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The role of the ADI
How we learn

Do learning styles even exist?

When I trained as an adult teacher (a while ago) it was all based on learning styles and differentiating lessons to take account of this. I was therefore surprised when researching to come across quite a bit of research indicating that this thinking was flawed. Come to the video with an open mind and see if you gain anything from it.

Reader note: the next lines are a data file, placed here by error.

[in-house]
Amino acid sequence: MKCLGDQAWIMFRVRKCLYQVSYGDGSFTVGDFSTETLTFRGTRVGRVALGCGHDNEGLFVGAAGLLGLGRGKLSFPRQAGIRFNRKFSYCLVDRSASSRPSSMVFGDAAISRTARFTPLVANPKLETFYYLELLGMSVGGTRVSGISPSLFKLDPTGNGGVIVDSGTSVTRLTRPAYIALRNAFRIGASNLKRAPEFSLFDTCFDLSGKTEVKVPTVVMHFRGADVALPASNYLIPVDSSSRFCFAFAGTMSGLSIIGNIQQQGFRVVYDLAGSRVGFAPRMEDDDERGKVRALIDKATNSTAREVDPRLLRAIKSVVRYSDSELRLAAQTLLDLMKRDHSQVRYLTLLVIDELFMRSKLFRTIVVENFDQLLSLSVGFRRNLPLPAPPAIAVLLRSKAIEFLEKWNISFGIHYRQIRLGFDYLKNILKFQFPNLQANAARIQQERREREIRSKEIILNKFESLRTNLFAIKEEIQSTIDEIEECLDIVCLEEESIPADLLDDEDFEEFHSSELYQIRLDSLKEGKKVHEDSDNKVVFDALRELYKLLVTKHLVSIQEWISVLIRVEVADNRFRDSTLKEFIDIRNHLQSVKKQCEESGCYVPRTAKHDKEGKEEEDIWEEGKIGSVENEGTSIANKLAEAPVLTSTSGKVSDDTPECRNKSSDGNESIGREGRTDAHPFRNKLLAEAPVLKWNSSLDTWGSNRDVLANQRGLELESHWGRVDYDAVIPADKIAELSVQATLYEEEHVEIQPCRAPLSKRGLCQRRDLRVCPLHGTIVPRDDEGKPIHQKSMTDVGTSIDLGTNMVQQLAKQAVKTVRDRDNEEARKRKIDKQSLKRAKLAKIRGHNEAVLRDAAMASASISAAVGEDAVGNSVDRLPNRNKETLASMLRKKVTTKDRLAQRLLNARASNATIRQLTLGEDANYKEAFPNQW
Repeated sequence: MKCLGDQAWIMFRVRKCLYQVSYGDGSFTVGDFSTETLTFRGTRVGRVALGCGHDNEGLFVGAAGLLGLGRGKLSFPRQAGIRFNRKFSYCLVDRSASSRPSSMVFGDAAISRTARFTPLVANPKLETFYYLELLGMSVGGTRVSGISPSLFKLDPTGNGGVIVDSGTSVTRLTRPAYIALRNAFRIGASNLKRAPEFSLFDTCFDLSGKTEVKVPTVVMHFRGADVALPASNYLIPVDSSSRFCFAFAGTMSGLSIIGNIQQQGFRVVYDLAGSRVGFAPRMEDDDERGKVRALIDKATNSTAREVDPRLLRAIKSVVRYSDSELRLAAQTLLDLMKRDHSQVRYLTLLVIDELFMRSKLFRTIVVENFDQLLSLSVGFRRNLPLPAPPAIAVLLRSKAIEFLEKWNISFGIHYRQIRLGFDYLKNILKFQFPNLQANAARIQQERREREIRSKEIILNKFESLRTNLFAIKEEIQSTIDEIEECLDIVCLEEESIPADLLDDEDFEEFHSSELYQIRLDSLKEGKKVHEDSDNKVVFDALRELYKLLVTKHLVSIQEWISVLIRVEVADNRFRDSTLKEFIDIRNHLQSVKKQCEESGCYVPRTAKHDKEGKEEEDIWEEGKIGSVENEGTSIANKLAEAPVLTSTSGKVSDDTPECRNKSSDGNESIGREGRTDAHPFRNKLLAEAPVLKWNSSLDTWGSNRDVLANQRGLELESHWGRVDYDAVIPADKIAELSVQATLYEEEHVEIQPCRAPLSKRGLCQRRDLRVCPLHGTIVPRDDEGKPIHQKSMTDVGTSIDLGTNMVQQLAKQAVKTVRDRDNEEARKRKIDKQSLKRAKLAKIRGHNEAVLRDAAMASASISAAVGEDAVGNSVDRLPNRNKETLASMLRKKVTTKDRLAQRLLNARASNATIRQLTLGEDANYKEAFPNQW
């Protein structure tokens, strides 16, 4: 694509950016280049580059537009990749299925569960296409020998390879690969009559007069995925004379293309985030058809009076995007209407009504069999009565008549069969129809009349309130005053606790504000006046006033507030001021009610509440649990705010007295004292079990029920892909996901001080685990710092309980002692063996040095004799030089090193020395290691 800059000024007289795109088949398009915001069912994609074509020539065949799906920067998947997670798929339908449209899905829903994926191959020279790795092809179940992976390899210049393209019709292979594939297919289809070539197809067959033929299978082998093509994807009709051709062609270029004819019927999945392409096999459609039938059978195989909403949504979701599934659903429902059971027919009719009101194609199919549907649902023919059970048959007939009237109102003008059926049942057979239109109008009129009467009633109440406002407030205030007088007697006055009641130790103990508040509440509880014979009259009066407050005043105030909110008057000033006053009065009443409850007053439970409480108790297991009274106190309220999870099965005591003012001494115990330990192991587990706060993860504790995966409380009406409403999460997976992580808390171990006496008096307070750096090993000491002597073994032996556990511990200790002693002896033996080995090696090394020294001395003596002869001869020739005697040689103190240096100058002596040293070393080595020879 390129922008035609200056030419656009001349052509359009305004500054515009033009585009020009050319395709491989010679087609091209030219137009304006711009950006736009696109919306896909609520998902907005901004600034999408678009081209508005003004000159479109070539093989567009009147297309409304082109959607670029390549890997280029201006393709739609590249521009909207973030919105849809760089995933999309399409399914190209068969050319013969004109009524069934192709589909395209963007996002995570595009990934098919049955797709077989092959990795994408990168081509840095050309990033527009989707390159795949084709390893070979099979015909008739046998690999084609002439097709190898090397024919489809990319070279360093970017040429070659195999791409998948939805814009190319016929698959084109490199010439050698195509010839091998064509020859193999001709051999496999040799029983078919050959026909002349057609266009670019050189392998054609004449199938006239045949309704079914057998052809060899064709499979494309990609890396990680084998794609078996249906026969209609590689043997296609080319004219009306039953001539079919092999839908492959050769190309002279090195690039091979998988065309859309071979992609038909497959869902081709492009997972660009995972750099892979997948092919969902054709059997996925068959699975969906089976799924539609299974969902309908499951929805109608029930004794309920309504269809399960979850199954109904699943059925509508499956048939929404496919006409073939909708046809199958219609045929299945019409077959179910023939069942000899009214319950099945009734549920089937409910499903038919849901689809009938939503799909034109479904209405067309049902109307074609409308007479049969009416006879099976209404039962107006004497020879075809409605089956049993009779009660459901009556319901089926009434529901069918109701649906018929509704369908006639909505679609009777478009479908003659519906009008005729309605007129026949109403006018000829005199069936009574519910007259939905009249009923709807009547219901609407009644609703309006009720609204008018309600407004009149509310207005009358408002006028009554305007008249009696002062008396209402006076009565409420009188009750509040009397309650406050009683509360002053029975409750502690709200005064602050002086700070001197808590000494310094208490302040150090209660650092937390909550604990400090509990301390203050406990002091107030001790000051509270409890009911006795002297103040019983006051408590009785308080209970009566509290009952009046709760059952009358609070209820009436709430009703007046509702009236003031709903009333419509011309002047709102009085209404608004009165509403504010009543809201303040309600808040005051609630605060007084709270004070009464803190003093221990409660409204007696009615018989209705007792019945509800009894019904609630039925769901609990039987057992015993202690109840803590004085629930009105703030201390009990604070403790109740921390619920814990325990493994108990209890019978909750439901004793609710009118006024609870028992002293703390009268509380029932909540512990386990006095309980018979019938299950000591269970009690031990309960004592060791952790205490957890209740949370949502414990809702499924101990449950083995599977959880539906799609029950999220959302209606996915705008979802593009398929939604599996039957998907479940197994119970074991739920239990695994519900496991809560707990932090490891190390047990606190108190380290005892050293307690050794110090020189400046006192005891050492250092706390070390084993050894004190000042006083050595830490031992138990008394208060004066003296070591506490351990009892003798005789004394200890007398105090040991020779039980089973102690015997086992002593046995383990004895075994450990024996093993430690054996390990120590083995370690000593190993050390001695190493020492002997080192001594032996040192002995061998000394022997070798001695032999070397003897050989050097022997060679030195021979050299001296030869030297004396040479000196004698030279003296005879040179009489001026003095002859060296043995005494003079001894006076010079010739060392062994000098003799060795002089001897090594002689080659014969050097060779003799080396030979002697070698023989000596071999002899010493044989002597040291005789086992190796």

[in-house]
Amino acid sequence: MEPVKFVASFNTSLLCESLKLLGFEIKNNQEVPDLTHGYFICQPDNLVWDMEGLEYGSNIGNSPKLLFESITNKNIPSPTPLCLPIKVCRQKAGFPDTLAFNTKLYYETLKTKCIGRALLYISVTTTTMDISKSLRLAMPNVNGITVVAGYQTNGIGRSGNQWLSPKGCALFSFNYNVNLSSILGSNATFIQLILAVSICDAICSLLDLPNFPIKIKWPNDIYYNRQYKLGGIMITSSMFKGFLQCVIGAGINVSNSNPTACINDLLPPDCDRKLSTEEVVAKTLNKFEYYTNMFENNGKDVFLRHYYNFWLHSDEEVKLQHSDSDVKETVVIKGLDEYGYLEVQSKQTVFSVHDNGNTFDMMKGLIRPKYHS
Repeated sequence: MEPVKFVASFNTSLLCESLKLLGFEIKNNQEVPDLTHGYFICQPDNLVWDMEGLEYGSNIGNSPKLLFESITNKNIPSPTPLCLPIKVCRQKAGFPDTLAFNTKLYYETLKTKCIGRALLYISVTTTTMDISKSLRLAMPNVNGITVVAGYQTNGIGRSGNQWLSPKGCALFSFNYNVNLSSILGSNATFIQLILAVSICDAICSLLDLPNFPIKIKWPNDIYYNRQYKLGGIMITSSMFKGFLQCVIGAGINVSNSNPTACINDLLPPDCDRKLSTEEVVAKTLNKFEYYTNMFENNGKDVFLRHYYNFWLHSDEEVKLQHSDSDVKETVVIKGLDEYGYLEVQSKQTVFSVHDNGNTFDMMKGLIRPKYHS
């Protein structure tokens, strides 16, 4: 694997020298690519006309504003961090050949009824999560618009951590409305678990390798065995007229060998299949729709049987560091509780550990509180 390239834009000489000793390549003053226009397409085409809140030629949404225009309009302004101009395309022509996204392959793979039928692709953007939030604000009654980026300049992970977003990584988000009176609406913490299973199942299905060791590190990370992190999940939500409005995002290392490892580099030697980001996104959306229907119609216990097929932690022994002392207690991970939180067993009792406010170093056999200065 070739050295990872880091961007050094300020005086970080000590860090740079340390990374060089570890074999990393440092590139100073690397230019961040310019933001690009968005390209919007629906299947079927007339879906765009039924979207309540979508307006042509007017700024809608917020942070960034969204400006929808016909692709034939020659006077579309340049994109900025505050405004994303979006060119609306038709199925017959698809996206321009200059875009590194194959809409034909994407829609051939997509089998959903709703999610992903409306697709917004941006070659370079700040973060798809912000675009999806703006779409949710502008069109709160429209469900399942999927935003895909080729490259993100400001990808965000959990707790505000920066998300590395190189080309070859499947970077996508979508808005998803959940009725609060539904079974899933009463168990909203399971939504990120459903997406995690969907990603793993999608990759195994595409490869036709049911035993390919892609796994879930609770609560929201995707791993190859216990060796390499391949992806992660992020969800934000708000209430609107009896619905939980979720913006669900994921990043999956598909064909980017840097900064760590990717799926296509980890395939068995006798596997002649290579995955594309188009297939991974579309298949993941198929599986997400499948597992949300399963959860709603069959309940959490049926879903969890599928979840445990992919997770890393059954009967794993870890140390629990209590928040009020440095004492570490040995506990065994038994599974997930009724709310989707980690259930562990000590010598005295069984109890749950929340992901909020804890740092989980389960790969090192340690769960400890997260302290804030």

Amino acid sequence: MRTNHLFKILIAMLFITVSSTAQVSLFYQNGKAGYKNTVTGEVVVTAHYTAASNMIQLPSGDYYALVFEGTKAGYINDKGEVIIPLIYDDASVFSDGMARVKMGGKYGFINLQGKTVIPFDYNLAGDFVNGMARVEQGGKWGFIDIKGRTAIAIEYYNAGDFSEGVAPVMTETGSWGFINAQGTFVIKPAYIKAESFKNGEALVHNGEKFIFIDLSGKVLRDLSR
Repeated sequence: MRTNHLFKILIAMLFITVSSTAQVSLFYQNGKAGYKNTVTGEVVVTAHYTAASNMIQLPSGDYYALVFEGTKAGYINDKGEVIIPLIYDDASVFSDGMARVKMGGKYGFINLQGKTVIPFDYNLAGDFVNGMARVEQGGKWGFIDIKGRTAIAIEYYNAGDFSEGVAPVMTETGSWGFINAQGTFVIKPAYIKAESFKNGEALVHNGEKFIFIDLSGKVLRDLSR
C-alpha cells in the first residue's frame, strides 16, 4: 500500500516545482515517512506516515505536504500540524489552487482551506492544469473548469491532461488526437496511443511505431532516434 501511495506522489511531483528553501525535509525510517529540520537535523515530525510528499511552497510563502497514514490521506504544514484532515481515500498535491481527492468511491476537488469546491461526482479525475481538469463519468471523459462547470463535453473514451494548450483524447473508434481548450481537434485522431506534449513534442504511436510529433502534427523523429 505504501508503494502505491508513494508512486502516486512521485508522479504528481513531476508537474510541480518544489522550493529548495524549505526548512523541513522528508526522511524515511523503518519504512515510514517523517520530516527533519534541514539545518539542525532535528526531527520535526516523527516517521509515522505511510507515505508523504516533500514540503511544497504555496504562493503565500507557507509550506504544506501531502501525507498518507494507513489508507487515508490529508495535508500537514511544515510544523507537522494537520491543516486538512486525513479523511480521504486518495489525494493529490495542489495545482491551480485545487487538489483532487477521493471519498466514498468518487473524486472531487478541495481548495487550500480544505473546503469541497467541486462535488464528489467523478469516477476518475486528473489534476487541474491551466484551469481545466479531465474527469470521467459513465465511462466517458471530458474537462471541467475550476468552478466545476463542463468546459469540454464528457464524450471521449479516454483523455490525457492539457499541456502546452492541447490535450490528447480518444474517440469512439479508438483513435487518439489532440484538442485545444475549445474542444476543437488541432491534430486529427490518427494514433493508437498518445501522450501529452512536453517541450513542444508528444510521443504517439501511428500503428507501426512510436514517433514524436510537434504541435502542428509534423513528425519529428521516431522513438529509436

Dr. Tesia Marshik who you see presenting this talk, is an Assistant Professor of Psychology at the University of Wisconsin-La Crosse. Her research interests in educational psychology include student motivation, self-regulation, and teacher-student relationships. She states, “the belief in learning styles is so widespread, it is considered to be common sense. Few people ever challenge this belief, which has been deeply ingrained in our educational system. Teachers are routinely told that in order to be effective educators, they must identify & cater to individual students’ learning styles; it is estimated that around 90% of students believe that they have a specific learning style but research suggests that learning styles don’t actually exist! This presentation focuses on debunking this myth via research findings, explaining how/why the belief in learning styles is problematic, and examining the reasons why the belief persists despite the lack of evidence”.